Do Energy Investments Stack-Up?
Commercial building owners in Greater Manchester are not convinced that a ‘greener’ building will consistently see higher rents and occupancy rates, but they acknowledge that energy efficiency improvements will reduce operating costs.
Here at TinderBox, developers are telling us that the case for investing in better performing buildings over less-efficient buildings is still not being made convincingly. Furthermore, it is often only the big corporate renters, with plans to stay in one place for years to come and with strong CSR credentials, who are demanding high-performance buildings.
So, whilst commercial properties across Greater Manchester continue to struggle to charge the same rent per sq.ft. as seen in London, and with tenant demand for efficient buildings yet to gain momentum, what kind of energy investments can we expect to see from Greater Manchester’s commercial building owners?
There’s a number of factors at play. Firstly, from April 2018, it will be illegal to rent commercial properties that fail to achieve a minimum energy performance standard until improvements have been carried out. It is expected that this minimum standard will be equivalent to an Energy Performance Certificate (EPC) rating of E. Owners of properties with EPC ratings of F or G (some 75,000 commercial buildings in the UK) will, in some circumstances, no longer be able to let these properties until their energy efficiency has been improved. Will a market view emerge that views F and G premises as a risk, thereby driving owners to act sooner? Either way, we will ultimately see a significant change in levels of investment in the energy efficiency of these buildings.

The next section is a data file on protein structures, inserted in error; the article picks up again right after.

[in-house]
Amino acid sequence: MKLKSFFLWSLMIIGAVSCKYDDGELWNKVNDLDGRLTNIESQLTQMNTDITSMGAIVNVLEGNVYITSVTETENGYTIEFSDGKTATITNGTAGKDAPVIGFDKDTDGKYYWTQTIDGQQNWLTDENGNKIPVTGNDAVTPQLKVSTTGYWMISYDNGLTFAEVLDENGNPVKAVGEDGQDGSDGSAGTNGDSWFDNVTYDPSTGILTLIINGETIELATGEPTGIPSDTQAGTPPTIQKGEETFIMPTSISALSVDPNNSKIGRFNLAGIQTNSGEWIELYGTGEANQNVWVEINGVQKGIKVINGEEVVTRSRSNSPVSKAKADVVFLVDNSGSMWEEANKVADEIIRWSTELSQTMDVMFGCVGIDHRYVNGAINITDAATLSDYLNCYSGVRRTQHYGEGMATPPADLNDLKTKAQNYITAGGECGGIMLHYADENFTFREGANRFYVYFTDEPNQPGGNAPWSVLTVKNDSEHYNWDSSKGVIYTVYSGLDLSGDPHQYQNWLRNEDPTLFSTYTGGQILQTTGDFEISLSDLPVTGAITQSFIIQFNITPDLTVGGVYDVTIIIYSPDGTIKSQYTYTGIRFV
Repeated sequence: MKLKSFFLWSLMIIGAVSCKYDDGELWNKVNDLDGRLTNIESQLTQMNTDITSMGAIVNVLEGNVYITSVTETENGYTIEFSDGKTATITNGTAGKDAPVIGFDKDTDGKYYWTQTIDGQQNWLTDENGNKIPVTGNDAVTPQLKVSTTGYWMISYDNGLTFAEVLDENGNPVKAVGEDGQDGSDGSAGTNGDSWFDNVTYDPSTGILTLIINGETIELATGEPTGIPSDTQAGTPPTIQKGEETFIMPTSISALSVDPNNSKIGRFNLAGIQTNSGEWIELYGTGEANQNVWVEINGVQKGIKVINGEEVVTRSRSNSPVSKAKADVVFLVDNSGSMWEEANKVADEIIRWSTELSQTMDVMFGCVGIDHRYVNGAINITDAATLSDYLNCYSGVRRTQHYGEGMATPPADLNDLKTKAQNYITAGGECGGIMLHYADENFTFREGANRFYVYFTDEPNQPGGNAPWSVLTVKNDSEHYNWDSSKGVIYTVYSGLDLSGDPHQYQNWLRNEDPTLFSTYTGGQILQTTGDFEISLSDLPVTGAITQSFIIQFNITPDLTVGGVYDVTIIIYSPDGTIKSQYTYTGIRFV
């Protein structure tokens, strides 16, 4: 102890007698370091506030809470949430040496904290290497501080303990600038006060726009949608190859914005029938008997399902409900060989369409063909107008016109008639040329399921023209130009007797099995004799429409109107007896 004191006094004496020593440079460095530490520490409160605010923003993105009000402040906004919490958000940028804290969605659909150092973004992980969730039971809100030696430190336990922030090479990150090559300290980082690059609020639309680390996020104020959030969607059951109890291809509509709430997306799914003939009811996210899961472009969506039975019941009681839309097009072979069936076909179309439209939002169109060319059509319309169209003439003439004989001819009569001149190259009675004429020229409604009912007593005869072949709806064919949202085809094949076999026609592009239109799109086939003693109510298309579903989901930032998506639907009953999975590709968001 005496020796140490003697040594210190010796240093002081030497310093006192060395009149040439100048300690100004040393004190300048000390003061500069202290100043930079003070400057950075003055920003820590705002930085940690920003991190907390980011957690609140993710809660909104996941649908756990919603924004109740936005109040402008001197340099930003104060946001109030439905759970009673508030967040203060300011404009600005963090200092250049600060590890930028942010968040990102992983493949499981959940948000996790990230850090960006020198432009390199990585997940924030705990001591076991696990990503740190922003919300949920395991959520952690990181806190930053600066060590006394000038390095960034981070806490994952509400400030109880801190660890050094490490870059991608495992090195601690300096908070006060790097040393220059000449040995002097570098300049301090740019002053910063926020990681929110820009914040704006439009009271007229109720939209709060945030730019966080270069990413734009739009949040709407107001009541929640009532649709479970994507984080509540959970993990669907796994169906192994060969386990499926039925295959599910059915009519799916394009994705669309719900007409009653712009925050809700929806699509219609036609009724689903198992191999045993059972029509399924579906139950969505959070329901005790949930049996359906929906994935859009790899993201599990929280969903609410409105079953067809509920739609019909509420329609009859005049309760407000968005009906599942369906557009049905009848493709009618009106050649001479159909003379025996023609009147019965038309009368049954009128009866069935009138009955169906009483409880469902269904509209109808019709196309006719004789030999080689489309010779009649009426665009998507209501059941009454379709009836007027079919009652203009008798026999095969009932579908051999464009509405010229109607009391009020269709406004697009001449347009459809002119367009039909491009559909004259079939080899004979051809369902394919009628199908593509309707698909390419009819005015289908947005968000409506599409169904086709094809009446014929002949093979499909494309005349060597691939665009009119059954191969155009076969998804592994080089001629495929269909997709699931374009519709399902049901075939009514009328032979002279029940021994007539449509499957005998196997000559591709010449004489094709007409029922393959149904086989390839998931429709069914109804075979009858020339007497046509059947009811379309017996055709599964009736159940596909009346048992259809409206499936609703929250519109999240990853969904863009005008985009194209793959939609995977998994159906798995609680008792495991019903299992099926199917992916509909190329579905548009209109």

Secondly, government forecasts show commercial electricity prices set to increase by 50% in the next ten years. UK energy policy hasn’t been up to scratch for quite some time and we’re now seeing a large chunk of older energy generation capacity being retired. Since such huge sums of investment are planned to address this (through shale gas, new nuclear, the Green Investment Bank and coal-plant conversion), energy costs are going to rise significantly to pay the infrastructure bill. We predict a continue upward trend in energy efficiency investments as owners, and especially operators, see the business case look increasingly attractive.
Finally, what of the much-vaunted ‘Northern Powerhouse’, HS2 (HS3?) and the advent of a Great Manchester mayor in 2017 (and the extra £2b that comes with it). Will these factors drive demand to such an extent that commercial property owners begin to invest in, and charge a premium for, better performing buildings?
What’s not in question is this: energy efficient improvements reduce operating costs. What are you waiting for? Seriously? Waiting is costing you money.